New Sappho Poem Discovered

Posted on June 30, 2005

The Guardian reports that a poem written by Sappho over 2,600 years ago has been published for the first time.
Written more than 2,600 years ago, the 101 words of verse deal with a theme timeless in both art and soap operas; the stirrings of an ageing body towards the nimbleness, youth and love it once knew.

The poem is the rarest of discoveries. Sappho's pre-eminent reputation as an artist of lyricism and love is based on only three complete poems, 63 complete single lines and up to 264 fragments.

These are all that have survived of the writings of a woman who the Greek philosopher Plato said should be honoured not merely as a great lyric poet but as one of the Muses, the goddesses who inspire all art.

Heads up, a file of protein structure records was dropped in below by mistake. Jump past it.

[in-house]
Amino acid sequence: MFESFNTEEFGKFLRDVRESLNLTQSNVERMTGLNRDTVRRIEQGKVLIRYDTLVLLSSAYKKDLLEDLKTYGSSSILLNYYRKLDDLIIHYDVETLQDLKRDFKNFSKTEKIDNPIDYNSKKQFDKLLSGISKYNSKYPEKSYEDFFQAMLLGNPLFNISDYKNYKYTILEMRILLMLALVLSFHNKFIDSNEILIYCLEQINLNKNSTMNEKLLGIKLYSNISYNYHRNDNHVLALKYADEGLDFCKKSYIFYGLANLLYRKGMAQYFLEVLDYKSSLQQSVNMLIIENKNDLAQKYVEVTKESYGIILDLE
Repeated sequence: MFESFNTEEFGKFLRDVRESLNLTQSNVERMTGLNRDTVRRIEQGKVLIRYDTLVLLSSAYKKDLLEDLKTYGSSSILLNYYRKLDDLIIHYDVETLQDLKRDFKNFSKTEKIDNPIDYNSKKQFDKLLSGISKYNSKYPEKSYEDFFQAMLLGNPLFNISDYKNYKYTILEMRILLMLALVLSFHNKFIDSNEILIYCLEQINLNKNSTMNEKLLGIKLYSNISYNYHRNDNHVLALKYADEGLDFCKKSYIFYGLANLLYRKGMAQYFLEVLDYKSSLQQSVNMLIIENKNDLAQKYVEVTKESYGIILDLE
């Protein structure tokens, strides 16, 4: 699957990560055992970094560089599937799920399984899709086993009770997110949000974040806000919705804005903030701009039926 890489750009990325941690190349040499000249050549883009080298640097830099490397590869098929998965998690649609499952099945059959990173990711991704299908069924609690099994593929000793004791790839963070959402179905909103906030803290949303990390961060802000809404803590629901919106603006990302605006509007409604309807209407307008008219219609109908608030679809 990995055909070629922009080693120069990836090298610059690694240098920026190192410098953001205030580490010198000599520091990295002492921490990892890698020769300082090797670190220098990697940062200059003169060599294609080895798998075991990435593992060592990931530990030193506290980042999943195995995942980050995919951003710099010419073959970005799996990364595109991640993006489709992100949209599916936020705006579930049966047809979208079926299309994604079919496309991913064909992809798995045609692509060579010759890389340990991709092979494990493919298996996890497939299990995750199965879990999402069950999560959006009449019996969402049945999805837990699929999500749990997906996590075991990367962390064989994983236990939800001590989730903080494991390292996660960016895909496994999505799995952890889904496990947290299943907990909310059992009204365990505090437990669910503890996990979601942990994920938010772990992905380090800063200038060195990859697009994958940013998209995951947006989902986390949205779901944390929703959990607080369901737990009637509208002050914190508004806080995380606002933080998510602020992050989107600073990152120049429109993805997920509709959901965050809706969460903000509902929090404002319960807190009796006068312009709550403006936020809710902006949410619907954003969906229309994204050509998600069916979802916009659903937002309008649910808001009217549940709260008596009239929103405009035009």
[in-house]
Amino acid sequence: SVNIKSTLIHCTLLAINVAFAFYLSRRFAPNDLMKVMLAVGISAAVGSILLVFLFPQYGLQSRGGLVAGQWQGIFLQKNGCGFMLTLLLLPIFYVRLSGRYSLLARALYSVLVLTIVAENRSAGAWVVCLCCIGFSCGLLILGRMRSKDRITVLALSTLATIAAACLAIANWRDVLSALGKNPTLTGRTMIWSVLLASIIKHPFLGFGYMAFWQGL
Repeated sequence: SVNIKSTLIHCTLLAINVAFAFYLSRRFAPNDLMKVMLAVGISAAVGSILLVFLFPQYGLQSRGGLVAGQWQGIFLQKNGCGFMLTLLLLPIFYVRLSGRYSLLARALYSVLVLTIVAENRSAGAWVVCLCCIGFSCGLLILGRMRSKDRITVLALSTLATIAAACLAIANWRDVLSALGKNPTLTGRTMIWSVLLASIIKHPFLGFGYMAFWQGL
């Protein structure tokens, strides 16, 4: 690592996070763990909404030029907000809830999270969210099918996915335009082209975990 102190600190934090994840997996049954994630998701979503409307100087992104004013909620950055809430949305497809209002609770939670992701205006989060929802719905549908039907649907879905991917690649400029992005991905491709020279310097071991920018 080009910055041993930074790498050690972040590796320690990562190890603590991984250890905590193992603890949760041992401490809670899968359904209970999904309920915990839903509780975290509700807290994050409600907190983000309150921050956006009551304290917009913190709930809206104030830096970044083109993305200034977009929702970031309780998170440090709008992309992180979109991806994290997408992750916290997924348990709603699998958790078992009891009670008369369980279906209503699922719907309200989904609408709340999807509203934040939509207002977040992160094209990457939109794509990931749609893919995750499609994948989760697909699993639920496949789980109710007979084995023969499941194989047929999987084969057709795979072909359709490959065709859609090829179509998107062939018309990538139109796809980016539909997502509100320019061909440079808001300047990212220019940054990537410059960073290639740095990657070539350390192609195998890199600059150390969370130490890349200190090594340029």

On hearing one of Sappho's poems sung, the sixth century BC Greek ruler Solon, a contemporary of hers, asked for someone to teach him the song "because I want to learn it and die"
Text containing the poem was discovered in the cartonnage of an Egyptian mummy. The Egyptians often used papyrus combined with other materials that when combined with water created a plaster-like surface that they could paint on. By combining the text found on the papyrus with other recently discovered Sappho writings from the Oxyrhynchus Papyri researchers were able to piece together Sappho's poem.

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